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Ed Farrell

By Ed Farrell

Herald Assistant Sports Editor



SHARPSVILLE HIGH’S track and field athletes never worried about the caliber of competition they’d face in weekday dual meets or Saturday invitationals. Even the District 10 Championships. Not when they were competing against a former All-American heptathlete each day in practice.

And while the Blue Devils’ D-10 performance was impressive, Sharpsville’s success was not shocking — only the fact the school district continued fielding a team after the Blue Devils nearly disappeared into oblivion a year ago.

But following a 2-year hiatus Suzanne Joseph returned as Sharpsville’s head coach at numerous student-athletes’ urging, and she helped resurrect Sharpsville’s sagging program. Two of her athletes, Doug Stevenson and Tony Zeronis, won individual D-10 titles (Stevenson swept the 100- and 200-meter dashes) and they formed half of the Blue Devils’ runner-up 4x400-meter relay quartet that also included Shane Sigler and Colman Munoz that set a school standard (3:30.55).

Approximately a year ago Sharpsville’s single-digit roster of track athletes had the school board weighing whether or not to reduce the program to club or intramural status.

“So a couple kids approached me and said, ‘We need you back,’” Joseph related. “I guess it was a push from the kids.”

This spring the program’s numbers spiked to 60 boys and girls (grades 9-12), and now there is a plan to improve the program’s South Py cinder surface in time for next season.

“There’s grant money to get the track paved. Hopefully, if we get the track paved, we’ll have not only a nice program, but a good facility for it,” Joseph forecasted.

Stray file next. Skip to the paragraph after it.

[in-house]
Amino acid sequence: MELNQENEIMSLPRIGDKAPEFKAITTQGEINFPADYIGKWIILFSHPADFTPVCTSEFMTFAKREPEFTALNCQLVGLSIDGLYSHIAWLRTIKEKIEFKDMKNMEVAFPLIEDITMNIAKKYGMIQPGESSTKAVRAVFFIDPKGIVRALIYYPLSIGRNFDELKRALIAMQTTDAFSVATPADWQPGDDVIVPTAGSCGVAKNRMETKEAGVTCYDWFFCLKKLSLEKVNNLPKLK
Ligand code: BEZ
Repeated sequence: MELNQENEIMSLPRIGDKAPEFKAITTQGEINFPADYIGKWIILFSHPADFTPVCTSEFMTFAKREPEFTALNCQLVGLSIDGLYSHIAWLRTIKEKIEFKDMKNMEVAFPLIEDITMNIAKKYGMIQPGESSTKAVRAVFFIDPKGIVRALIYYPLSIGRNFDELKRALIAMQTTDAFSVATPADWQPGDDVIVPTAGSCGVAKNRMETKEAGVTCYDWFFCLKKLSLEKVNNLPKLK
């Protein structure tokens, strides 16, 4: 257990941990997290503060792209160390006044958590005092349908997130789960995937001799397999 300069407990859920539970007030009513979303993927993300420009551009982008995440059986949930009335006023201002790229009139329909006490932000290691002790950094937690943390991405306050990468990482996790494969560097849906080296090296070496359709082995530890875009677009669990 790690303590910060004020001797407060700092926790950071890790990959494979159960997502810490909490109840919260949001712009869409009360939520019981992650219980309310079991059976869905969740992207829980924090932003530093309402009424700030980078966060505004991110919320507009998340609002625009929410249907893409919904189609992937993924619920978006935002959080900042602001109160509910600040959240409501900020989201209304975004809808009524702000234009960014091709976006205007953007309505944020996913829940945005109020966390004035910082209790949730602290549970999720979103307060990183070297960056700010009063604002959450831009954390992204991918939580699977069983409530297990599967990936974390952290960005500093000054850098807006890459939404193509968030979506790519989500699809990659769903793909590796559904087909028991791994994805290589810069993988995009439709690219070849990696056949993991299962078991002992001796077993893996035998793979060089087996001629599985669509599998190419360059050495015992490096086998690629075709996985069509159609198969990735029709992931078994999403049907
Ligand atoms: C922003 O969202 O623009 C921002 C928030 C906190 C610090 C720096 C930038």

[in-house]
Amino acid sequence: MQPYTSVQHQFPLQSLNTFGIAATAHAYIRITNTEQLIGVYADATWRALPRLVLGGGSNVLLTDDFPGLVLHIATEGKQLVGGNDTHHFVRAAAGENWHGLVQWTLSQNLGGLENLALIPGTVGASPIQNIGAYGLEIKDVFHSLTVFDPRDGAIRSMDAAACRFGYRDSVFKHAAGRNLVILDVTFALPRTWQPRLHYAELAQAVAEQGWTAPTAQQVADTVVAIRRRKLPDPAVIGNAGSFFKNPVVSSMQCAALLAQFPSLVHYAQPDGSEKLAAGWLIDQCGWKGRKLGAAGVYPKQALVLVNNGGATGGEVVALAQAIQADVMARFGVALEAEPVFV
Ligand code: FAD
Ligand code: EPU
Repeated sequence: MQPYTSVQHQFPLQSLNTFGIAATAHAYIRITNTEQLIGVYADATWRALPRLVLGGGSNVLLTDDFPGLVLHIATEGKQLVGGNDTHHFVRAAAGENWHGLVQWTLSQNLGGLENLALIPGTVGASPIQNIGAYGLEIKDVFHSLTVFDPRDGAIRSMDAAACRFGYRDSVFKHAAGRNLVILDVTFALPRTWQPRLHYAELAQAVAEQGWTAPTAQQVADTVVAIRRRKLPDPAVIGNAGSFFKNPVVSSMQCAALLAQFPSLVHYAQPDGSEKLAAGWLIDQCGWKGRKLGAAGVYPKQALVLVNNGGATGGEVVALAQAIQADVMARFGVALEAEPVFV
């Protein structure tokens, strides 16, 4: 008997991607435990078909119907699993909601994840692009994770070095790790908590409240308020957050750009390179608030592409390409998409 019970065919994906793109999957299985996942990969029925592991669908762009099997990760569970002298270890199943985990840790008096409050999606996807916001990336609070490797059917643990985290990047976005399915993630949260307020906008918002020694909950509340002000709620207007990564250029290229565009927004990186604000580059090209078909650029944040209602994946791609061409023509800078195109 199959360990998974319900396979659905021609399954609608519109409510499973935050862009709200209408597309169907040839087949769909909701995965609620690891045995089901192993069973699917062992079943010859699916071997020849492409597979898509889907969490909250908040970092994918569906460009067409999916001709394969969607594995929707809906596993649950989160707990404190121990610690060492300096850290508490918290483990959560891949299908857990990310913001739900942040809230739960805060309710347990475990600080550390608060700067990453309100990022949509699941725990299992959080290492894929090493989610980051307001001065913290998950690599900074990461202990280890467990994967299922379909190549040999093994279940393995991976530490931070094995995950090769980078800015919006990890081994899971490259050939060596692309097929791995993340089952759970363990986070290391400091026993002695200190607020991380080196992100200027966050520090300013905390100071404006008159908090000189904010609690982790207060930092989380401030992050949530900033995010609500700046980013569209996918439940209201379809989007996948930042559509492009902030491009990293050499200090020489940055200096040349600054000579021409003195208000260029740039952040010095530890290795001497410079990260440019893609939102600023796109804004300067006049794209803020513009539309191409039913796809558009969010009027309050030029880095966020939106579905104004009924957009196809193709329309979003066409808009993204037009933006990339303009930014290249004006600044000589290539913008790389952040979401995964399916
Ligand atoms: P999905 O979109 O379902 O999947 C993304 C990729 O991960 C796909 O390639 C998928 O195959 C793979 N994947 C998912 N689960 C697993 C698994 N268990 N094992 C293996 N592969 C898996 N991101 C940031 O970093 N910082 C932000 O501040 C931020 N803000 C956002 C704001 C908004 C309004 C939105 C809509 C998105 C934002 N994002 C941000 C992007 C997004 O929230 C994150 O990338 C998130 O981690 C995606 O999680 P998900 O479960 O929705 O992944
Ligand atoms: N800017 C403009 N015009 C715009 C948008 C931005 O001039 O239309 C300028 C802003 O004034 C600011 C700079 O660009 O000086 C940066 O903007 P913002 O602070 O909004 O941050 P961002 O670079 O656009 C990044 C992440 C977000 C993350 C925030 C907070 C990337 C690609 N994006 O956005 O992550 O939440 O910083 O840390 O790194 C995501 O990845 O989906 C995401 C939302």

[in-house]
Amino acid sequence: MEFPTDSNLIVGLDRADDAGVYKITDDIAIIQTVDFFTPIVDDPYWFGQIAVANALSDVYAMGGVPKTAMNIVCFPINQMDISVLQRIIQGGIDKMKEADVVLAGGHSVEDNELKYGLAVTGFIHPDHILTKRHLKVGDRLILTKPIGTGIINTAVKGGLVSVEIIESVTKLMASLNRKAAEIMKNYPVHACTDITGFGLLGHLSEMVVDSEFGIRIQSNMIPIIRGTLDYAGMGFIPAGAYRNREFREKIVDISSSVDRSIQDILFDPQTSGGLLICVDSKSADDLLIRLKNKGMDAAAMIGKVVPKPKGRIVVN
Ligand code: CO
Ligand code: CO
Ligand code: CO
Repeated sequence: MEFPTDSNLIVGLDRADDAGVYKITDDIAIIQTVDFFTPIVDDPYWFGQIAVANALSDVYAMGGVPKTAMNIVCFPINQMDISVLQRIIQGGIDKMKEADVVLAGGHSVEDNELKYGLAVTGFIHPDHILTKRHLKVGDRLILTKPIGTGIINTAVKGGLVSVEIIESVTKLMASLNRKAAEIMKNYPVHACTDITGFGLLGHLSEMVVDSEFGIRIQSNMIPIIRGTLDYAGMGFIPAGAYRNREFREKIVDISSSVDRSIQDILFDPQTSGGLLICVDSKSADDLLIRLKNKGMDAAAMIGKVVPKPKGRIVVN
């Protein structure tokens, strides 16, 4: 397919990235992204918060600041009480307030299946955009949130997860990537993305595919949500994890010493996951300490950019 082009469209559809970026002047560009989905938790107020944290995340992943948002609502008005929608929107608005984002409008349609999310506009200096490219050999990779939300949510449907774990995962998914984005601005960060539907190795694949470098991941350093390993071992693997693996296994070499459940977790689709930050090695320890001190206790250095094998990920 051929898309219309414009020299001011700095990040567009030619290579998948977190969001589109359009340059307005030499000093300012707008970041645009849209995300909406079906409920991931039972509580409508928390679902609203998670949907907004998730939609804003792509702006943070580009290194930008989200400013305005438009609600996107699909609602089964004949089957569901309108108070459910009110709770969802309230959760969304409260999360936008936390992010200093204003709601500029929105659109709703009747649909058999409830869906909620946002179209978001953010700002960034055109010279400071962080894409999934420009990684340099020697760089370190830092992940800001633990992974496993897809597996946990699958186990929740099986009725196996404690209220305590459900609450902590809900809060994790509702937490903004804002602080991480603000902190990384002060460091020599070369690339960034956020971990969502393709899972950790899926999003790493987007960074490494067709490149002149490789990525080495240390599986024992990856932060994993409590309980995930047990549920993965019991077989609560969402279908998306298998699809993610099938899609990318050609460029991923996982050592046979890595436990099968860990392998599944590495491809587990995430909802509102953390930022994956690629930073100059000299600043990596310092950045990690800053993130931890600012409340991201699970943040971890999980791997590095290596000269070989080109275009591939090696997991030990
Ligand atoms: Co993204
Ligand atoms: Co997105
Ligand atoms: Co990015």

Recruiting the hallways to boost numbers does not explain Sharpsville’s success, though. That would be directly attributable to Joseph’s competitive pride. While helping raise sons Ray and Kobe, 7 and 6 years, respectively, managing her husband Matt’s chiropractic practice, and pursuing a doctoral degree in naturopathy (the science of holistic healing) online from Clayton College, the 30-year-old Joseph basically challenged her charges — daily, sometimes at 6 p.m. owing to her hectic schedule — to beat her in a given event.

“‘If you can beat me at this event, you can skip that.’ I have done that in the past. It makes it a fun day,” she explained, noting impromptu dodgeball games also would mute the monotony of practice regimen.

Joseph is no weekend warrior with a wicked ego reliving her glory days, however.

“It was just giving them knowledge,” Joseph said of her coaching style, which incorporates her personal competitiveness. “I play volleyball, play basketball, play golf and softball in the summer. I can’t give it up. For me, it’s just having fun and letting them know what I know.”

Sharpsville’s student-athletes know this: Joseph was a 4-year letterman in both basketball and track at NCAA Division III Augustana (Ill.) College. After competing as a high-jumper and learning how to hurdle and throw the javelin as an underclassman, Joseph, as a junior, was introduced to the heptathlon, earning All-American honors her senior season. And as a 5-foot-10 post player she still holds three single-game school standards on the hardwood (free throws, field goals, blocked shots).

Not bad for a country girl. She attended Annawan High, “located between Chicago and Iowa, in the middle of nowhere along I-80,” in which there were 125 students, 28 in her graduating class. “But we were very competitive. Everyone did sports,” Joseph related. “My senior year, about 90 kids participated in track. We were very competitive and everybody did a lot.”

She competed in 4x800 relay, high jump, 800-meter run and long jump or, basically, “Coach, where do you want me?”